Charlemagne on 3 years ago
I'm copying and pasting this from my Facebook page. :)
This is a topic I see pop up a lot in the cosplay groups and boards I frequent, and often lurk in. There are a lot of questions about makeup used in cosplay, outside of the usual street makeup you might wear every day.
I'm talking, questions regarding full body color changes, to emulating tattoos, and things like that, and I see a lot of frustrating and troubling responses and tips from people who mean well, but honestly don't know otherwise.
I was trained in theatrical makeup, and I have used it for a few costumes of my own over the years outside of stage productions. I'm by no means an expert, but I have professional knowledge in what you should or should not use, and what makeups are good for what.
First off, the basics:
NEVER PUT ACRYLIC PAINT ON YOUR SKIN. It keeps your skin from breathing, it's meant for craft applications, NOT skin applications. Nontoxic only means not toxic if you accidentally ingest or get in an eye or something. It's not meant for prolonged use.
DON'T USE SNAZAROO. Some cheap versions of items work well! Snazaroo is not one of them.
For cosplay, like the stage, you want something that's easy to use, long wearing, and will be good for active use. For this, theatrical makeup is your best bet. It's the most cost effective and you get a variety of options to choose from, to find what suits you best.
My friend Jacque, a professional face and body painter, said it best, so I'm going to use her words here:
"Generally there are four kinds of face/body paint used my professionals. This is not to say that there aren't more! Lordy, there are more, but these are the bigguns...
Wax based makeups (Wolf, TAG, Diamond FX) offer full coverage and bold colors, but can crack over time, especially if applied heavily.
Glycerin based Makeups (Mehron Paradise, Global, Kryvaline, Kryolan) are generally a softer, more flexible finish, but they can fade over time is not seal properly, and can take a bit to work up to opaque.
Alcohol based makeup (Endura, ProAiir) are generally reserved for airbrushing, but there are some palette available on the market. They are expensive, but they are also the ultimate in waterproof. As with all body paint, friction is the enemy, but it will take a lot longer with alcohol based paints.
Grease paints or heavy theatrical makeup (Kryolan, Ben Nye) is great for standing up to stage lights and long wear, but the very composition can cause rashes and reaction or even breakouts in some people. It's best worn for a few hours, then swiftly removed. Again, it can stand up to sweat, but friction is the enemy."
One of my personal favorite makeups to use is a lovely water based semi moist cake makeup made by Mehron called "Paradise Makeup AQ". It's water activated, and creamy when mixed with water or makeup fluid. It is lightweight, and the colors are rich and lovely. Apply it with a smooth nylon brush, let it dry. Set it with setting powder and Final Seal, and you will be good until you wash off in the shower that evening. It's at good cost for cosplayers, and can be purchased at the Mehron site:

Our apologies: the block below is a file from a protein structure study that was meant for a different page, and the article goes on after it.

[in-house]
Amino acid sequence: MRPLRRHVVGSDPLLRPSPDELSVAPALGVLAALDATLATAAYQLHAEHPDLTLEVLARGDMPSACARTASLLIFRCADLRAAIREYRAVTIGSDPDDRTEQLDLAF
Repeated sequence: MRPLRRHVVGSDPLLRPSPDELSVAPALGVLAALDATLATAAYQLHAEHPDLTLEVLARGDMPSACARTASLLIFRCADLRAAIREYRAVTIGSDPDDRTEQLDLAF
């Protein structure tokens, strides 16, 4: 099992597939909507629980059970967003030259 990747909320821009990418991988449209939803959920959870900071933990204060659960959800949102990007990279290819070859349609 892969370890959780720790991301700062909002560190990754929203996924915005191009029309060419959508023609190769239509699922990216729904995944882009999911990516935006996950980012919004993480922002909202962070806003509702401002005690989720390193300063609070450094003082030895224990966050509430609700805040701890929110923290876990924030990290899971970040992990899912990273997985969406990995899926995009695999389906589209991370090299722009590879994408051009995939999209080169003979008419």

I'm a huge supporter of trying different brands and types of makeup from those listed above to find what works best for your skin and what you best like the feel of. The best part is, these items are easily obtainable from local theatrical supply stores if you are near a larger city, or online!
I can't stress enough the importance of using a product meant for the application you are doing. Acrylic is for crafts. You are not a craft. Use makeup meant for skin.
I can definitely help you with some of your concerns. Check out this tutorial video on how to add water- based paint all over your body and seal it.
Personally, I think the best thing to do is to seal your skin with some final seal before painting and let it dry. This is going to create a barrier between the natural oils of your skin and sweat, and the paint. Apply the paint in a ciruclar motion using a kabuki brush, this is going to cover everything really fast and evenly. Once it dries, put another layer of final seal on top. This is going to create another barrier. This should really help with cracking and running in those problematic areas, but of course since it is water-based paint it will not be 100% water proof. Try FAB makeup- since it is not beeswax based like Wolfe FX makeup, it dries better. FAB paint, kabuki brushes, and final seal can be found at fxcosplay.com :D hope this helps!
Sweat Barrier work really well. They do however work differently on different people, but most will find some sort or barrier protection. My staff and for our clients we use Mehron Sweat Barrier and Kryolan Fixing Spray. I suggest you do use a sweat barrier under and depending on the body paint products and technique you use, over the body paint as a sealant.
There are both sweat moisture barriers with antiperperent and sealors or fixers for makeup. Very simular but different, many use one as the other. As we often do. Most all the top FX manufacturers have a good product ( Mehron, Kryolan, Graftobian, Ben Nye, PPI ). There is one other option and that is to use not a barrier or a sealor, but pure antiperspirant under the makeup (Micheal Davy).
An option too is to use exactly what they used Gamora from Guardians of the Galaxy and that is ProAiir. Designed as an airbrush makeup it can be applied by spong or brush. We use it this way with our blending brushes. We also use Wolfe face paint with this brush and know many cosplays use their light green for Glamora.
Just ask if you need help on applications or how to, and there is a lot posted here past threads.
And PS - love Sock Dreams!